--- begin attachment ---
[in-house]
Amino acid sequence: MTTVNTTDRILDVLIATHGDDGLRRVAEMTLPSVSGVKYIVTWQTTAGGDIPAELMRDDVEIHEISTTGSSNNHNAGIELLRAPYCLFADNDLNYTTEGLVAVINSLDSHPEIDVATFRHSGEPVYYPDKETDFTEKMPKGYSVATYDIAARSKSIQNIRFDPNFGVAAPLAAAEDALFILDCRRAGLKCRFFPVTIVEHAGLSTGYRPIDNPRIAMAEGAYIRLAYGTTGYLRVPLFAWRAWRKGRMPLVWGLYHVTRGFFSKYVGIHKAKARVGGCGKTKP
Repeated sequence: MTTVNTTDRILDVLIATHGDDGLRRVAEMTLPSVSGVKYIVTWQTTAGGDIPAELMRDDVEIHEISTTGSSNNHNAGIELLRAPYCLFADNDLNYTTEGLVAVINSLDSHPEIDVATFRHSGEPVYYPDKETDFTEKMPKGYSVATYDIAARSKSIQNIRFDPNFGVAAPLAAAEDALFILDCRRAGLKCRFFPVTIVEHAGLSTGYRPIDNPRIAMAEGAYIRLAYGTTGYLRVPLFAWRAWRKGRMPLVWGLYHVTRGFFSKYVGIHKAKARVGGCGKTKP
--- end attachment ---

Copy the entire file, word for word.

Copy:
[in-house]
Amino acid sequence: MTTVNTTDRILDVLIATHGDDGLRRVAEMTLPSVSGVKYIVTWQTTAGGDIPAELMRDDVEIHEISTTGSSNNHNAGIELLRAPYCLFADNDLNYTTEGLVAVINSLDSHPEIDVATFRHSGEPVYYPDKETDFTEKMPKGYSVATYDIAARSKSIQNIRFDPNFGVAAPLAAAEDALFILDCRRAGLKCRFFPVTIVEHAGLSTGYRPIDNPRIAMAEGAYIRLAYGTTGYLRVPLFAWRAWRKGRMPLVWGLYHVTRGFFSKYVGIHKAKARVGGCGKTKP
Repeated sequence: MTTVNTTDRILDVLIATHGDDGLRRVAEMTLPSVSGVKYIVTWQTTAGGDIPAELMRDDVEIHEISTTGSSNNHNAGIELLRAPYCLFADNDLNYTTEGLVAVINSLDSHPEIDVATFRHSGEPVYYPDKETDFTEKMPKGYSVATYDIAARSKSIQNIRFDPNFGVAAPLAAAEDALFILDCRRAGLKCRFFPVTIVEHAGLSTGYRPIDNPRIAMAEGAYIRLAYGTTGYLRVPLFAWRAWRKGRMPLVWGLYHVTRGFFSKYVGIHKAKARVGGCGKTKP